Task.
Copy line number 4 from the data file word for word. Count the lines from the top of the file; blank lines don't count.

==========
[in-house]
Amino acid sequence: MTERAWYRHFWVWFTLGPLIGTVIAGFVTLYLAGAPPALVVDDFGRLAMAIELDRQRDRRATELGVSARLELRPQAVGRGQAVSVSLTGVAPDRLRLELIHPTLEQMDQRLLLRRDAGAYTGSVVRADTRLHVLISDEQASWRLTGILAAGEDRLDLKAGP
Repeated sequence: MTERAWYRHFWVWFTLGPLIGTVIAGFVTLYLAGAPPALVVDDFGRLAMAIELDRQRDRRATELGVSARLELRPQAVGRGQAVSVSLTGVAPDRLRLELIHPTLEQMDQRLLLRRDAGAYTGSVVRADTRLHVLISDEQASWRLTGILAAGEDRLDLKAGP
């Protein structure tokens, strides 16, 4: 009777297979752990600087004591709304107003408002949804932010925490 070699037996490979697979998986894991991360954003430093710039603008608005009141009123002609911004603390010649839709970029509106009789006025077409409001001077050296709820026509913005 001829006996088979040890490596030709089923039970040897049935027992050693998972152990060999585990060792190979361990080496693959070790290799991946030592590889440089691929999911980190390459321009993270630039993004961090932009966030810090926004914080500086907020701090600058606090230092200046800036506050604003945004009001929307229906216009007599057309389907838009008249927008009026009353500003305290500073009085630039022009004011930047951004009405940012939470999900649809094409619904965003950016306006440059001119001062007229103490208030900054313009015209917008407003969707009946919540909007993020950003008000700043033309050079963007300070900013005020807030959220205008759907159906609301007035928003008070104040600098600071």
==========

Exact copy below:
């Protein structure tokens, strides 16, 4: 009777297979752990600087004591709304107003408002949804932010925490 070699037996490979697979998986894991991360954003430093710039603008608005009141009123002609911004603390010649839709970029509106009789006025077409409001001077050296709820026509913005 001829006996088979040890490596030709089923039970040897049935027992050693998972152990060999585990060792190979361990080496693959070790290799991946030592590889440089691929999911980190390459321009993270630039993004961090932009966030810090926004914080500086907020701090600058606090230092200046800036506050604003945004009001929307229906216009007599057309389907838009008249927008009026009353500003305290500073009085630039022009004011930047951004009405940012939470999900649809094409619904965003950016306006440059001119001062007229103490208030900054313009015209917008407003969707009946919540909007993020950003008000700043033309050079963007300070900013005020807030959220205008759907159906609301007035928003008070104040600098600071």